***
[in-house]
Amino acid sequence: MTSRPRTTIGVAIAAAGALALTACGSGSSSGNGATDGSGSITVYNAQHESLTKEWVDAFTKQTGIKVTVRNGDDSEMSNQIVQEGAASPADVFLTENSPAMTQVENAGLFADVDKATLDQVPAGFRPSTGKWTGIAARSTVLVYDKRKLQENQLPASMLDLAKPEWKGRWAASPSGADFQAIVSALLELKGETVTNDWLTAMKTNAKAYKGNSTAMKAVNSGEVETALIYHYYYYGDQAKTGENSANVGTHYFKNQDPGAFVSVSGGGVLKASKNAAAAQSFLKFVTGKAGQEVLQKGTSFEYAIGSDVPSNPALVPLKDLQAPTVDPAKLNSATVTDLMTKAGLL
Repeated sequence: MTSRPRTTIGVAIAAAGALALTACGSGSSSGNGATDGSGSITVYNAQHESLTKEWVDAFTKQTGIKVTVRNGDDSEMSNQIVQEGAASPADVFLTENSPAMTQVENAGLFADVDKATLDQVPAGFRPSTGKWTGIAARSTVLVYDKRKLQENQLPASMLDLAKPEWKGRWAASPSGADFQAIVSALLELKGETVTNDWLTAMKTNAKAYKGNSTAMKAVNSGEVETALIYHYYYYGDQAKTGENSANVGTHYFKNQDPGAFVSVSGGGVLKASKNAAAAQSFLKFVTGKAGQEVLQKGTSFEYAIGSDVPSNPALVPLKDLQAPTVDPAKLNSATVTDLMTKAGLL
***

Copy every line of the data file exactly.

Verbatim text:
[in-house]
Amino acid sequence: MTSRPRTTIGVAIAAAGALALTACGSGSSSGNGATDGSGSITVYNAQHESLTKEWVDAFTKQTGIKVTVRNGDDSEMSNQIVQEGAASPADVFLTENSPAMTQVENAGLFADVDKATLDQVPAGFRPSTGKWTGIAARSTVLVYDKRKLQENQLPASMLDLAKPEWKGRWAASPSGADFQAIVSALLELKGETVTNDWLTAMKTNAKAYKGNSTAMKAVNSGEVETALIYHYYYYGDQAKTGENSANVGTHYFKNQDPGAFVSVSGGGVLKASKNAAAAQSFLKFVTGKAGQEVLQKGTSFEYAIGSDVPSNPALVPLKDLQAPTVDPAKLNSATVTDLMTKAGLL
Repeated sequence: MTSRPRTTIGVAIAAAGALALTACGSGSSSGNGATDGSGSITVYNAQHESLTKEWVDAFTKQTGIKVTVRNGDDSEMSNQIVQEGAASPADVFLTENSPAMTQVENAGLFADVDKATLDQVPAGFRPSTGKWTGIAARSTVLVYDKRKLQENQLPASMLDLAKPEWKGRWAASPSGADFQAIVSALLELKGETVTNDWLTAMKTNAKAYKGNSTAMKAVNSGEVETALIYHYYYYGDQAKTGENSANVGTHYFKNQDPGAFVSVSGGGVLKASKNAAAAQSFLKFVTGKAGQEVLQKGTSFEYAIGSDVPSNPALVPLKDLQAPTVDPAKLNSATVTDLMTKAGLL